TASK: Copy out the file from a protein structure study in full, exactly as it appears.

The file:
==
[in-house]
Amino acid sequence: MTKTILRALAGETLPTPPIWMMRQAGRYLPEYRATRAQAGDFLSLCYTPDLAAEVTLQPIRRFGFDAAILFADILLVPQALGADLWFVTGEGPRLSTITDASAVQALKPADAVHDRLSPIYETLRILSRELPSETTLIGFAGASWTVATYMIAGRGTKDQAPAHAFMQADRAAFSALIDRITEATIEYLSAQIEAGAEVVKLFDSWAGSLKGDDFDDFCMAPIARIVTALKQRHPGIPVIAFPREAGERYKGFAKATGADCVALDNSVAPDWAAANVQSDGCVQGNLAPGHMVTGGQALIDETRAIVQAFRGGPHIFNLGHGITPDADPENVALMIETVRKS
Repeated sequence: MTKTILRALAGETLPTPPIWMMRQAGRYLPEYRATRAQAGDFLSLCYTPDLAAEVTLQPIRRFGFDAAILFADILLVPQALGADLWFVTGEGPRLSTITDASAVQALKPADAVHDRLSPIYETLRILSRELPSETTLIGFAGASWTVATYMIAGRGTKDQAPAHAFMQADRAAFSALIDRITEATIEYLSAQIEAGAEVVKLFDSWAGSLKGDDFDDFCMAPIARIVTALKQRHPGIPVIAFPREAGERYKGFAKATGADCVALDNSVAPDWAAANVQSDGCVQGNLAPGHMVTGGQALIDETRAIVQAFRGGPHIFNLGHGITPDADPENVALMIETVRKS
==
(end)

[in-house]
Amino acid sequence: MTKTILRALAGETLPTPPIWMMRQAGRYLPEYRATRAQAGDFLSLCYTPDLAAEVTLQPIRRFGFDAAILFADILLVPQALGADLWFVTGEGPRLSTITDASAVQALKPADAVHDRLSPIYETLRILSRELPSETTLIGFAGASWTVATYMIAGRGTKDQAPAHAFMQADRAAFSALIDRITEATIEYLSAQIEAGAEVVKLFDSWAGSLKGDDFDDFCMAPIARIVTALKQRHPGIPVIAFPREAGERYKGFAKATGADCVALDNSVAPDWAAANVQSDGCVQGNLAPGHMVTGGQALIDETRAIVQAFRGGPHIFNLGHGITPDADPENVALMIETVRKS
Repeated sequence: MTKTILRALAGETLPTPPIWMMRQAGRYLPEYRATRAQAGDFLSLCYTPDLAAEVTLQPIRRFGFDAAILFADILLVPQALGADLWFVTGEGPRLSTITDASAVQALKPADAVHDRLSPIYETLRILSRELPSETTLIGFAGASWTVATYMIAGRGTKDQAPAHAFMQADRAAFSALIDRITEATIEYLSAQIEAGAEVVKLFDSWAGSLKGDDFDDFCMAPIARIVTALKQRHPGIPVIAFPREAGERYKGFAKATGADCVALDNSVAPDWAAANVQSDGCVQGNLAPGHMVTGGQALIDETRAIVQAFRGGPHIFNLGHGITPDADPENVALMIETVRKS